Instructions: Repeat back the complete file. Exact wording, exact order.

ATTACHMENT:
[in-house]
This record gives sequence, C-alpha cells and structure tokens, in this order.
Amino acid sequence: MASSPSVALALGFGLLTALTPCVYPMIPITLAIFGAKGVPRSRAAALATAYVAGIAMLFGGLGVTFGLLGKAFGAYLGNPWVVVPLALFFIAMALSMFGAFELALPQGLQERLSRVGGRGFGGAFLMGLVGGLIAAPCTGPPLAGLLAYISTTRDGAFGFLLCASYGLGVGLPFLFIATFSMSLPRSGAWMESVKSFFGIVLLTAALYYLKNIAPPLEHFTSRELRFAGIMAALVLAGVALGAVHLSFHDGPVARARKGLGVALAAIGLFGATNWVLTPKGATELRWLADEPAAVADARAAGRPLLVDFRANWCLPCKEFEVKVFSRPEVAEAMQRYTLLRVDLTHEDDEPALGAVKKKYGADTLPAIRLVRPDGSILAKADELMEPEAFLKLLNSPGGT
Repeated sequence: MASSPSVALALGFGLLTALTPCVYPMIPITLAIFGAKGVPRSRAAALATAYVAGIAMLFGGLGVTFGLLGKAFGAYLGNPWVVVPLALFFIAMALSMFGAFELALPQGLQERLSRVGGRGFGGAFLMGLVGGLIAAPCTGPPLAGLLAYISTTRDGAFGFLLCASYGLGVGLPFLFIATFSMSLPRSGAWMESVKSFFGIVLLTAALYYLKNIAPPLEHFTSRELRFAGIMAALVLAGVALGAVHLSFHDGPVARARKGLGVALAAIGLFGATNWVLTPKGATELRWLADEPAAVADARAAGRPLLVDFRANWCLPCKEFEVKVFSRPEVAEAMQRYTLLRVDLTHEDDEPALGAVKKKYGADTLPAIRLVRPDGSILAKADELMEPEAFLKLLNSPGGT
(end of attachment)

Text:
[in-house]
This record gives sequence, C-alpha cells and structure tokens, in this order.
Amino acid sequence: MASSPSVALALGFGLLTALTPCVYPMIPITLAIFGAKGVPRSRAAALATAYVAGIAMLFGGLGVTFGLLGKAFGAYLGNPWVVVPLALFFIAMALSMFGAFELALPQGLQERLSRVGGRGFGGAFLMGLVGGLIAAPCTGPPLAGLLAYISTTRDGAFGFLLCASYGLGVGLPFLFIATFSMSLPRSGAWMESVKSFFGIVLLTAALYYLKNIAPPLEHFTSRELRFAGIMAALVLAGVALGAVHLSFHDGPVARARKGLGVALAAIGLFGATNWVLTPKGATELRWLADEPAAVADARAAGRPLLVDFRANWCLPCKEFEVKVFSRPEVAEAMQRYTLLRVDLTHEDDEPALGAVKKKYGADTLPAIRLVRPDGSILAKADELMEPEAFLKLLNSPGGT
Repeated sequence: MASSPSVALALGFGLLTALTPCVYPMIPITLAIFGAKGVPRSRAAALATAYVAGIAMLFGGLGVTFGLLGKAFGAYLGNPWVVVPLALFFIAMALSMFGAFELALPQGLQERLSRVGGRGFGGAFLMGLVGGLIAAPCTGPPLAGLLAYISTTRDGAFGFLLCASYGLGVGLPFLFIATFSMSLPRSGAWMESVKSFFGIVLLTAALYYLKNIAPPLEHFTSRELRFAGIMAALVLAGVALGAVHLSFHDGPVARARKGLGVALAAIGLFGATNWVLTPKGATELRWLADEPAAVADARAAGRPLLVDFRANWCLPCKEFEVKVFSRPEVAEAMQRYTLLRVDLTHEDDEPALGAVKKKYGADTLPAIRLVRPDGSILAKADELMEPEAFLKLLNSPGGT